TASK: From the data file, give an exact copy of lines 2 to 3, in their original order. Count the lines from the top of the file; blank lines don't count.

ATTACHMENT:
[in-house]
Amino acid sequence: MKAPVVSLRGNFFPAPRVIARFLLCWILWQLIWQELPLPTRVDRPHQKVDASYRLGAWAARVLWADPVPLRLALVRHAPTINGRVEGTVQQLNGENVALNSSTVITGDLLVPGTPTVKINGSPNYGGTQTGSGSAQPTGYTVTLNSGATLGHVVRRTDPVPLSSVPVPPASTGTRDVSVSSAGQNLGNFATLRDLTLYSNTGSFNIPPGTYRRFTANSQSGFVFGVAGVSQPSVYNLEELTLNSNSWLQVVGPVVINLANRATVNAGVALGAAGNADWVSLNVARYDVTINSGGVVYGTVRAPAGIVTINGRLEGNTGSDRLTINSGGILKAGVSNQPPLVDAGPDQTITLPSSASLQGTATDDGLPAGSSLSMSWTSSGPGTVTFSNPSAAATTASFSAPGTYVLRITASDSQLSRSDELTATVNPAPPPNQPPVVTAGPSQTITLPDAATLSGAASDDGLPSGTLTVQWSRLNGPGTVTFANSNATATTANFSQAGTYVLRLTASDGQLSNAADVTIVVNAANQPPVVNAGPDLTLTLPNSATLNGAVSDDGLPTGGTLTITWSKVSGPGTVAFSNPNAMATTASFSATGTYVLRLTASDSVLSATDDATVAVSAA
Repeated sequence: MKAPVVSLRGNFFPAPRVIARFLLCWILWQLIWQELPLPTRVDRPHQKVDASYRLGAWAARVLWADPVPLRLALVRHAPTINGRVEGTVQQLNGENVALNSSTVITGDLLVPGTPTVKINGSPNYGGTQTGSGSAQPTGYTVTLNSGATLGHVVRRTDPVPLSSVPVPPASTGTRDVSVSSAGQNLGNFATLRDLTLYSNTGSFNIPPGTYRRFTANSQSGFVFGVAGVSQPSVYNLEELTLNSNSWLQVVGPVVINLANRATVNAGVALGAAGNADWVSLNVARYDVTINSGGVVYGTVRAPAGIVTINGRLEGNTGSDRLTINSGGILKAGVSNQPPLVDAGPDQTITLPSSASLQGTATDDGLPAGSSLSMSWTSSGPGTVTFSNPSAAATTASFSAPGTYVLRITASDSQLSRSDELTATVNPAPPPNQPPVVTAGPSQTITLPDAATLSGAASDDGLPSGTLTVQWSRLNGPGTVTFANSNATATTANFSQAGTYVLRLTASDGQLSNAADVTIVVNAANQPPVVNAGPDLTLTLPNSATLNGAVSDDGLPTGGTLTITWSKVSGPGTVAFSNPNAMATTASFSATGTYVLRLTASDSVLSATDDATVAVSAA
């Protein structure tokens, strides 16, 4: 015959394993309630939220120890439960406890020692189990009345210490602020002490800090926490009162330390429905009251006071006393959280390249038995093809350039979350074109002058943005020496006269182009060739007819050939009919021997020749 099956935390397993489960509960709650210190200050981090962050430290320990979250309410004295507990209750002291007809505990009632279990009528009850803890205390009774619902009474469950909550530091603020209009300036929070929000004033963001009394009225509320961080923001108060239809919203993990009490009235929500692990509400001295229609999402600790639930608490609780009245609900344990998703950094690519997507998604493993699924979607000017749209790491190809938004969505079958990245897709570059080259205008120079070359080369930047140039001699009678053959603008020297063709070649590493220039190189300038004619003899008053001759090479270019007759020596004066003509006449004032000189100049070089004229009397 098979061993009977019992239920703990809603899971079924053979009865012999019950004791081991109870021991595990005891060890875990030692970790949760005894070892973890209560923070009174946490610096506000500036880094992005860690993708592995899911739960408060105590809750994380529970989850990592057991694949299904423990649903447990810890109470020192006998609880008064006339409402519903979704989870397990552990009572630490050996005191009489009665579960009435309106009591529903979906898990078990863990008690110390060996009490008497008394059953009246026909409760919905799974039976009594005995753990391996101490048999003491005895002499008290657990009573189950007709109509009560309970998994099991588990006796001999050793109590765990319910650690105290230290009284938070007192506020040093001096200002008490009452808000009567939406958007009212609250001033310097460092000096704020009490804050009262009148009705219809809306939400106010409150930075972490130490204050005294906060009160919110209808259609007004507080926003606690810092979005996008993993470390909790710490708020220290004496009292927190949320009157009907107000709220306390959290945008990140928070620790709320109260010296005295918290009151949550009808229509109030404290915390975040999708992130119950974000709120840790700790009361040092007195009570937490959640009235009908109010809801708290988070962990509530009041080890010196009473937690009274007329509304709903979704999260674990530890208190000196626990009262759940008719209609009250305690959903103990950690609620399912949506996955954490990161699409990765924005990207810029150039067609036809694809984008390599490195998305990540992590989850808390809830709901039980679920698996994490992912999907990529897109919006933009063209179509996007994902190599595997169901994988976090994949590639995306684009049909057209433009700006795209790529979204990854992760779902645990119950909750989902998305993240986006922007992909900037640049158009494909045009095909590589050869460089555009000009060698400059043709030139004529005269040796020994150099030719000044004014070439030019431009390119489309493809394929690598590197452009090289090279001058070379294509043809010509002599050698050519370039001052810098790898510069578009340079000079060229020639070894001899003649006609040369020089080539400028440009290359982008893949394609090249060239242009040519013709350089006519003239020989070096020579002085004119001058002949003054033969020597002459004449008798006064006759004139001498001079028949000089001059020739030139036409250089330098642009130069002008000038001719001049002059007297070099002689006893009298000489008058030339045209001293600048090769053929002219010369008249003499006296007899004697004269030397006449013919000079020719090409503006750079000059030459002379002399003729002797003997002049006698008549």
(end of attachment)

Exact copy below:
Amino acid sequence: MKAPVVSLRGNFFPAPRVIARFLLCWILWQLIWQELPLPTRVDRPHQKVDASYRLGAWAARVLWADPVPLRLALVRHAPTINGRVEGTVQQLNGENVALNSSTVITGDLLVPGTPTVKINGSPNYGGTQTGSGSAQPTGYTVTLNSGATLGHVVRRTDPVPLSSVPVPPASTGTRDVSVSSAGQNLGNFATLRDLTLYSNTGSFNIPPGTYRRFTANSQSGFVFGVAGVSQPSVYNLEELTLNSNSWLQVVGPVVINLANRATVNAGVALGAAGNADWVSLNVARYDVTINSGGVVYGTVRAPAGIVTINGRLEGNTGSDRLTINSGGILKAGVSNQPPLVDAGPDQTITLPSSASLQGTATDDGLPAGSSLSMSWTSSGPGTVTFSNPSAAATTASFSAPGTYVLRITASDSQLSRSDELTATVNPAPPPNQPPVVTAGPSQTITLPDAATLSGAASDDGLPSGTLTVQWSRLNGPGTVTFANSNATATTANFSQAGTYVLRLTASDGQLSNAADVTIVVNAANQPPVVNAGPDLTLTLPNSATLNGAVSDDGLPTGGTLTITWSKVSGPGTVAFSNPNAMATTASFSATGTYVLRLTASDSVLSATDDATVAVSAA
Repeated sequence: MKAPVVSLRGNFFPAPRVIARFLLCWILWQLIWQELPLPTRVDRPHQKVDASYRLGAWAARVLWADPVPLRLALVRHAPTINGRVEGTVQQLNGENVALNSSTVITGDLLVPGTPTVKINGSPNYGGTQTGSGSAQPTGYTVTLNSGATLGHVVRRTDPVPLSSVPVPPASTGTRDVSVSSAGQNLGNFATLRDLTLYSNTGSFNIPPGTYRRFTANSQSGFVFGVAGVSQPSVYNLEELTLNSNSWLQVVGPVVINLANRATVNAGVALGAAGNADWVSLNVARYDVTINSGGVVYGTVRAPAGIVTINGRLEGNTGSDRLTINSGGILKAGVSNQPPLVDAGPDQTITLPSSASLQGTATDDGLPAGSSLSMSWTSSGPGTVTFSNPSAAATTASFSAPGTYVLRITASDSQLSRSDELTATVNPAPPPNQPPVVTAGPSQTITLPDAATLSGAASDDGLPSGTLTVQWSRLNGPGTVTFANSNATATTANFSQAGTYVLRLTASDGQLSNAADVTIVVNAANQPPVVNAGPDLTLTLPNSATLNGAVSDDGLPTGGTLTITWSKVSGPGTVAFSNPNAMATTASFSATGTYVLRLTASDSVLSATDDATVAVSAA